Mossad chief: Protests unlikely to topple Iran regime
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'We have eyes and ears and more, even in Iran'

Mossad chief: Protests unlikely to topple Iran regime

Yossi Cohen says Islamic Republic pouring more cash into security, intelligence and 'galloping into the Middle East without hindrance'

Mossad chief Yossi Cohen speaks at an event honoring agents from the security service on October 2, 2017. (Screen capture: Government Press Office/YouTube)
Mossad chief Yossi Cohen speaks at an event honoring agents from the security service on October 2, 2017. (Screen capture: Government Press Office/YouTube)

The head of Israel’s spy agency said Tuesday that the current protests in Iran were unlikely to topple the regime and warned that massive Iranian-backed forces were “galloping into the Middle East without hindrance” to spread the Islamic Republic’s vision of Islam.

“We have eyes and ears and more, even in Iran,” Mossad chief Yossi Cohen told a Finance Ministry convention in Jerusalem.

“Iranian citizens went out to demonstrate because of the economic situation and the expectation that President Hassan Rouhani would improve the economy,” he said. “That’s what brought them out on the streets. There’s no need for great expectations, even though I would be very happy to see a social revolution in Iran. Maybe it will happen in the future.”

Cohen went on to say that Iran’s arming of Shiite organizations, both inside and outside of the republic, with precision weapons was “a growing concern for the well-being of the entire Middle East,” and that worry was mounting among Sunni leaders, as it was in Israel.

Iran’s economy was growing, he said, and internal financial figures showed that more cash was being spent on security, intelligence and Iranian expansion “into the Middle East and beyond.”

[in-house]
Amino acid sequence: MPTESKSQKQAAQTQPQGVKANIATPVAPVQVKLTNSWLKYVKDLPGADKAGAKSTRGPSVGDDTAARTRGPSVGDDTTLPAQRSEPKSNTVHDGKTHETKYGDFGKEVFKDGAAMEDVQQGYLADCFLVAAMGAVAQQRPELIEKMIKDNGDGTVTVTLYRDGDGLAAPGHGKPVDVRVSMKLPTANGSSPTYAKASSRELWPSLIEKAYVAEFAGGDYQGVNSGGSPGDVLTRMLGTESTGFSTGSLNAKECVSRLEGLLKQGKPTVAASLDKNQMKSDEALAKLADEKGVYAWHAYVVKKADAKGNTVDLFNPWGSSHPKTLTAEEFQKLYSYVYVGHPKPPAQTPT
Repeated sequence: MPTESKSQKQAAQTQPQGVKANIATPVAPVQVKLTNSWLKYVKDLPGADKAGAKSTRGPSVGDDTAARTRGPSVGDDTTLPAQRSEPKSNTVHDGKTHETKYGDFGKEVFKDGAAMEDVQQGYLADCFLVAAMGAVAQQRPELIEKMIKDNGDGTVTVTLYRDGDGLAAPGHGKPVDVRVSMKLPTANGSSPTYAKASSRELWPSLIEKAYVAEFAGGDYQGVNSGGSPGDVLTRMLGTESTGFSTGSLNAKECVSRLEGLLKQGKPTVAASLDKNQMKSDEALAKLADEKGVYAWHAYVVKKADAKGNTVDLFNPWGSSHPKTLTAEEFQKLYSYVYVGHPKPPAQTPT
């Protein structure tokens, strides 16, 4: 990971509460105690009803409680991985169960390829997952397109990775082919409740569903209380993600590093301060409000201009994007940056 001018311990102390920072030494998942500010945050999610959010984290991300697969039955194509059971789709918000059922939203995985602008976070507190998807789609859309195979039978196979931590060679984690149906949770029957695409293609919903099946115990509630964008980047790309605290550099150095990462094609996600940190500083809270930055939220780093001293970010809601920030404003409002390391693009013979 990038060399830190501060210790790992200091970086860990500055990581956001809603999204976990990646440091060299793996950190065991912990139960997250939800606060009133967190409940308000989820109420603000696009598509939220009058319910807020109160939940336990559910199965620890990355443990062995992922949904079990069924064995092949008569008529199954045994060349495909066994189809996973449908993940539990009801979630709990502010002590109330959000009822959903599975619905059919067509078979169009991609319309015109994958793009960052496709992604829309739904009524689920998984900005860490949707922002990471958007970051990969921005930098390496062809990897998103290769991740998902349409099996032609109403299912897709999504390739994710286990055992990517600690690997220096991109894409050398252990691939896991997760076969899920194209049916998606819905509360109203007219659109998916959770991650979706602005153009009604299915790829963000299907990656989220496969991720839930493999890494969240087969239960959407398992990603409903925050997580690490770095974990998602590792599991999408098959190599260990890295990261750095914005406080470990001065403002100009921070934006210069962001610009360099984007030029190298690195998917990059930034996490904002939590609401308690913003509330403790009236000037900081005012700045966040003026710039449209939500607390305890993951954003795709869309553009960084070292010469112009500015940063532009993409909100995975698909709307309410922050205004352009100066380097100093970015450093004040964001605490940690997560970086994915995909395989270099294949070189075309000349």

Iran’s penetration into the region was creating a virtual “air and land corridor, which is pouring fighters into the area to put into practice [the Iranian regime’s] vision.”

Iranian Supreme Leader Ayatollah Ali Khamenei attends a meeting with Iranian officials in Tehran, Iran, on December 6, 2017. (Office of the Iranian Supreme Leader via AP)

Cohen added that huge forces stood in the way of any who tried to defy the Iranian regime.

“We experienced it in the Green Revolution, which died out in 2009, and we’re seeing it now,” he said.

On Tuesday, Iran’s supreme leader, Ali Khamenei, tweeted that “those who seek to overthrow the Islamic Republic of Iran from abroad” had “failed, and you will fail in the future, too.”

His comments followed an announcement Sunday by Iran’s Revolutionary Guard that the nation and its security forces had ended the wave of unrest linked to anti-government protests that erupted last month.

In a statement on its website, the Guard blamed the unrest on the United States, Israel and Saudi Arabia, as well as on an exiled opposition group known as the Mujahedeen-e-Khalq, and supporters of the monarchy that was overthrown in the 1979 Islamic Revolution.

An Iranian reformist lawmaker said Tuesday that some 3,700 people had been arrested in the days of protests and unrest — a far higher number than authorities previously released.

At least 21 people were killed in the unrest surrounding the protests.

The official news website of the Iranian parliament, icana.ir, quoted Mahmoud Sadeghi of Tehran as saying that various security and intelligence forces detained the protesters, making it difficult to know the exact number of detainees. He did not elaborate, nor did he say where he got the figure.

Interior Minister Abdolreza Rahmani Fazli has said about 42,000 people at most took part in the week of protests.

Iranian Interior Minister Abdolreza Rahmani Fazli speaks during a press conference in Tehran, Iran, April 13, 2015. (Ebrahim Noroozi/AP)

Sadeghi’s figure for those arrested would mean more than ten percent of those who demonstrated were arrested.

Iranian authorities have said that the protests are waning. In recent days, government supporters have held several mass rallies across the country to protest the unrest.

The United States and Israel have expressed support for the protests, which began on December 28 in Iran’s second largest city, Mashhad, but deny Iranian government allegations that they fomented them.

The protests were the largest seen in Iran since the disputed 2009 presidential election, and some demonstrators called for the overthrow of the government.

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